a little bit about the physiology of the breath. Even though we take it for granted
as a simple part of life, breathing is a complicated process that involves three
distinct stages. The first stage moves oxygen into the body, across the
membranes of the lungs, and into the bloodstream. At the same time that oxygen
passes from the alveolar sacs of the lungs into the bloodstream, carbon dioxide,
a waste product of metabolic processes, moves in the opposite direction and is
expelled from the body by exhalation. This first stage, called external respiration,
is what we normally refer to as breathing.
The red blood cells bear fresh oxygen throughout the circulatory system,
preparing the body for the second stage of breathing called internal respiration.
In this stage, the life-giving oxygen crosses the membranes from the red blood
cells into all the other cells of the body. Once this happens, intracellular
respiration occurs as the cells make use of the oxygen for growth, repair, and
replication. This use of oxygen in cellular metabolic processes is the final stage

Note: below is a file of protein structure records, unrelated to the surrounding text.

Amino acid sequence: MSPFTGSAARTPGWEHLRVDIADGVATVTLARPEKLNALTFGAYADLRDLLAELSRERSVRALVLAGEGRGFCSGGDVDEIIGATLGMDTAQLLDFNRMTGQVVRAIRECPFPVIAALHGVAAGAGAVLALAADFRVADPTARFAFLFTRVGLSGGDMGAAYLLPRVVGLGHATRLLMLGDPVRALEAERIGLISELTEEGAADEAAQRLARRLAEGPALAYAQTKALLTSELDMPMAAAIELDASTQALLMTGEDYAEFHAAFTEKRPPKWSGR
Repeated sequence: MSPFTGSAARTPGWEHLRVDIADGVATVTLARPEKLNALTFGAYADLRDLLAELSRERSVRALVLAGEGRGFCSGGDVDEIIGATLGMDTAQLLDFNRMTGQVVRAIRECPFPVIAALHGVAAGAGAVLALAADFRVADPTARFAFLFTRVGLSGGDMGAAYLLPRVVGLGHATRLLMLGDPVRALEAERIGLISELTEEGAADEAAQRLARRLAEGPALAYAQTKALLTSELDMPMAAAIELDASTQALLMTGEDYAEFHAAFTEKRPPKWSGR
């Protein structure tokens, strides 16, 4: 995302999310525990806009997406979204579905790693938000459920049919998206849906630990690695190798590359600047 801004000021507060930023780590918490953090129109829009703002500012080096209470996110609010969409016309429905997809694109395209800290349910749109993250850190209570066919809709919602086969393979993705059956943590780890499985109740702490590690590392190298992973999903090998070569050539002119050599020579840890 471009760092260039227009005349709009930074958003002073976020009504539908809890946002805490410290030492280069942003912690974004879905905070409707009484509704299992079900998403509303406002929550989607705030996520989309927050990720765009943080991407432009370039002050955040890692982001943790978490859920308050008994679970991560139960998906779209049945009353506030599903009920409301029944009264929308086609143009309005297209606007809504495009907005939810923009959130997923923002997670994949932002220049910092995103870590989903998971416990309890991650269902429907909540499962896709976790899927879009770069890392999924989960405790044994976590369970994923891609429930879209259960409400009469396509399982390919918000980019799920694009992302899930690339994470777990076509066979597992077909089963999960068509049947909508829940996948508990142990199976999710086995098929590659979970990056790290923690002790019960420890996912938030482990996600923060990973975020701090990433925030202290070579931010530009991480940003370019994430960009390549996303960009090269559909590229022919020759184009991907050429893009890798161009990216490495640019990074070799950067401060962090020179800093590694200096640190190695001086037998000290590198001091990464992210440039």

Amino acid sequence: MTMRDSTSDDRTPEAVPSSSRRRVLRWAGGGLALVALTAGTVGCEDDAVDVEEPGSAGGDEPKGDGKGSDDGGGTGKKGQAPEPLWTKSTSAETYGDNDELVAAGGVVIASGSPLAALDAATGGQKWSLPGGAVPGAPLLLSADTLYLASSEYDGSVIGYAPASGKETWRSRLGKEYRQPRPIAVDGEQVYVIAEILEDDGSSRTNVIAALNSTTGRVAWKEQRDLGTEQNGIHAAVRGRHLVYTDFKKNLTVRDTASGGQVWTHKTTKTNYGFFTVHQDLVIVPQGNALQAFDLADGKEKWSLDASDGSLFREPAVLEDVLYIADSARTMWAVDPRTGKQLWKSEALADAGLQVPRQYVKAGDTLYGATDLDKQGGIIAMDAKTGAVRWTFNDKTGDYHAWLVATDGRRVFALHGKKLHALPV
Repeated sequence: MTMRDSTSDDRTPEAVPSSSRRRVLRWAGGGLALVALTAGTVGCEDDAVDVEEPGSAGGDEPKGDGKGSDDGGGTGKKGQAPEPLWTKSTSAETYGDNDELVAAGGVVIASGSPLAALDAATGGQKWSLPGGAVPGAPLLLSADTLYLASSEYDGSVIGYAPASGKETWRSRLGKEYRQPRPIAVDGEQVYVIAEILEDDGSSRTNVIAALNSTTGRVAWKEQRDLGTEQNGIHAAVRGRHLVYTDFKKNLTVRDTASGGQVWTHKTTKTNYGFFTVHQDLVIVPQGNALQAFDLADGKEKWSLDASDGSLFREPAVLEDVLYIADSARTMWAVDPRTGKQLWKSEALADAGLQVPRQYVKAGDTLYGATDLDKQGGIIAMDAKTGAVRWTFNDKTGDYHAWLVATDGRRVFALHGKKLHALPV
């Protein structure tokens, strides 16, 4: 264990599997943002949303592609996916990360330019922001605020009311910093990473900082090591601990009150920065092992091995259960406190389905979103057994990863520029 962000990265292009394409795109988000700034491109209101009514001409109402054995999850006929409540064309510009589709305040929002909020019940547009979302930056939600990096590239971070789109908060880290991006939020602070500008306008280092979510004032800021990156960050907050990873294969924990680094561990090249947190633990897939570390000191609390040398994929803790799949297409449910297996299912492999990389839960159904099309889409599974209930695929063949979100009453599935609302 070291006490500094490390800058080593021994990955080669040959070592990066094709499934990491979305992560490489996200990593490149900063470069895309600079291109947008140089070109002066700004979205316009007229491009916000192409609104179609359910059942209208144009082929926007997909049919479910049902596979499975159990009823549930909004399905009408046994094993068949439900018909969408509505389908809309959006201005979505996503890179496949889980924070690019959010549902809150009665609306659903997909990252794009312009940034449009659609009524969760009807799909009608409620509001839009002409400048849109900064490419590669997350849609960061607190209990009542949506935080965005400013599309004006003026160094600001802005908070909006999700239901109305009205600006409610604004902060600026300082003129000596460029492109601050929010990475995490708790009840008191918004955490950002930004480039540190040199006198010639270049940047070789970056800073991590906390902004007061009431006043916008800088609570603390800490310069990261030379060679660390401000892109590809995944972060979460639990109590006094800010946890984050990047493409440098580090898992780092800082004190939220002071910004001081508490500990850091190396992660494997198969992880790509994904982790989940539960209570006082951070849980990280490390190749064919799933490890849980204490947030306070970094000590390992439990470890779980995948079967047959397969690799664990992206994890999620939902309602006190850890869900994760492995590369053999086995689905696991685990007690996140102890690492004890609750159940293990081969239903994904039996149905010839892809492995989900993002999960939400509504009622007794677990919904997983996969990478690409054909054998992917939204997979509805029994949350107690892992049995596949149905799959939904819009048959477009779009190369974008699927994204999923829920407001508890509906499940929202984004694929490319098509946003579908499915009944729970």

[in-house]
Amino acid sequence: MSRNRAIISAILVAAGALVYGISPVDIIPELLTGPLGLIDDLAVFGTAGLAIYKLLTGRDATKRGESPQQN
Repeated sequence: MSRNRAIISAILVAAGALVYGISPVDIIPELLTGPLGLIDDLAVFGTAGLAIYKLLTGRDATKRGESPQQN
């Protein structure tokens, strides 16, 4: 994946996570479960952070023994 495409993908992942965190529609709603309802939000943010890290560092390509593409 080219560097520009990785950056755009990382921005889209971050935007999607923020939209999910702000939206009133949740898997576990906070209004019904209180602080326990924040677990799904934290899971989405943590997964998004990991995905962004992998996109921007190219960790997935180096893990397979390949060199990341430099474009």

Benefits of Pranayama
For thousands of years, yogis have recognized that pranayama can have
profound physiological effects. More recently, modern science has offered its
own proof. One study I came across during my physical therapy training focused
on the benefits of breathing while lying on your back. When you breathe lying
down, blood spreads easily throughout the lung tissue, just as water spreads out
when you pour it on the floor. With more surface area available, you are able to
use more of the oxygen that enters the lungs, however large or small the amount.
Another study published in the Journal of Applied Physiology in the 1960s found
that yoga-type respiratory training may have elements in common with
adaptation to high altitudes. One possible explanation for this training effect is
that the practice of breath retention increases the ability to tolerate build-up of